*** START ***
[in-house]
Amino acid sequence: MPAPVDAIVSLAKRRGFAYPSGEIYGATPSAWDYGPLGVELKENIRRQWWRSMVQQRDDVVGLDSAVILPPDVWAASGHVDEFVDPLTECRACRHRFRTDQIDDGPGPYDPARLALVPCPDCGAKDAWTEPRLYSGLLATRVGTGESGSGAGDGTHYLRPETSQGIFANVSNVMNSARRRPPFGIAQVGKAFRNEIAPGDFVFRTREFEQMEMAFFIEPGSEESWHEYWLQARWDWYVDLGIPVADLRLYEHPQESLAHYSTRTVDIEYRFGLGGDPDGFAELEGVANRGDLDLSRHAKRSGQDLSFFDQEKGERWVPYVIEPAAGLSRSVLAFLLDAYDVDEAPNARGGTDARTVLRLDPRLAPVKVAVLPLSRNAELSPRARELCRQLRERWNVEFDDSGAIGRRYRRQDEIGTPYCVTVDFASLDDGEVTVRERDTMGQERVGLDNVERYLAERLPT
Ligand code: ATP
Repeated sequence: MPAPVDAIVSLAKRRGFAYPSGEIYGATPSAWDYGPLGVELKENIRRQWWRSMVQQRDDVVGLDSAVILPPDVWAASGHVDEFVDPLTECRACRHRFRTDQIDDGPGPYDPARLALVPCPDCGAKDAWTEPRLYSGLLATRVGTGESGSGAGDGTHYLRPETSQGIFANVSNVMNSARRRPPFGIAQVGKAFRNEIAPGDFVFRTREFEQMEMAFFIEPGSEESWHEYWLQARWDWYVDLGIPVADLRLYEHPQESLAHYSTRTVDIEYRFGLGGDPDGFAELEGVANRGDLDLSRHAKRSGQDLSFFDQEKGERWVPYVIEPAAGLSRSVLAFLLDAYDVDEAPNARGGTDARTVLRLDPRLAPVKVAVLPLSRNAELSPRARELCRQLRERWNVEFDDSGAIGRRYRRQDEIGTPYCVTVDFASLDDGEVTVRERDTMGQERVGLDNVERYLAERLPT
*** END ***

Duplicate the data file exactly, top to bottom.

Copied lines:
[in-house]
Amino acid sequence: MPAPVDAIVSLAKRRGFAYPSGEIYGATPSAWDYGPLGVELKENIRRQWWRSMVQQRDDVVGLDSAVILPPDVWAASGHVDEFVDPLTECRACRHRFRTDQIDDGPGPYDPARLALVPCPDCGAKDAWTEPRLYSGLLATRVGTGESGSGAGDGTHYLRPETSQGIFANVSNVMNSARRRPPFGIAQVGKAFRNEIAPGDFVFRTREFEQMEMAFFIEPGSEESWHEYWLQARWDWYVDLGIPVADLRLYEHPQESLAHYSTRTVDIEYRFGLGGDPDGFAELEGVANRGDLDLSRHAKRSGQDLSFFDQEKGERWVPYVIEPAAGLSRSVLAFLLDAYDVDEAPNARGGTDARTVLRLDPRLAPVKVAVLPLSRNAELSPRARELCRQLRERWNVEFDDSGAIGRRYRRQDEIGTPYCVTVDFASLDDGEVTVRERDTMGQERVGLDNVERYLAERLPT
Ligand code: ATP
Repeated sequence: MPAPVDAIVSLAKRRGFAYPSGEIYGATPSAWDYGPLGVELKENIRRQWWRSMVQQRDDVVGLDSAVILPPDVWAASGHVDEFVDPLTECRACRHRFRTDQIDDGPGPYDPARLALVPCPDCGAKDAWTEPRLYSGLLATRVGTGESGSGAGDGTHYLRPETSQGIFANVSNVMNSARRRPPFGIAQVGKAFRNEIAPGDFVFRTREFEQMEMAFFIEPGSEESWHEYWLQARWDWYVDLGIPVADLRLYEHPQESLAHYSTRTVDIEYRFGLGGDPDGFAELEGVANRGDLDLSRHAKRSGQDLSFFDQEKGERWVPYVIEPAAGLSRSVLAFLLDAYDVDEAPNARGGTDARTVLRLDPRLAPVKVAVLPLSRNAELSPRARELCRQLRERWNVEFDDSGAIGRRYRRQDEIGTPYCVTVDFASLDDGEVTVRERDTMGQERVGLDNVERYLAERLPT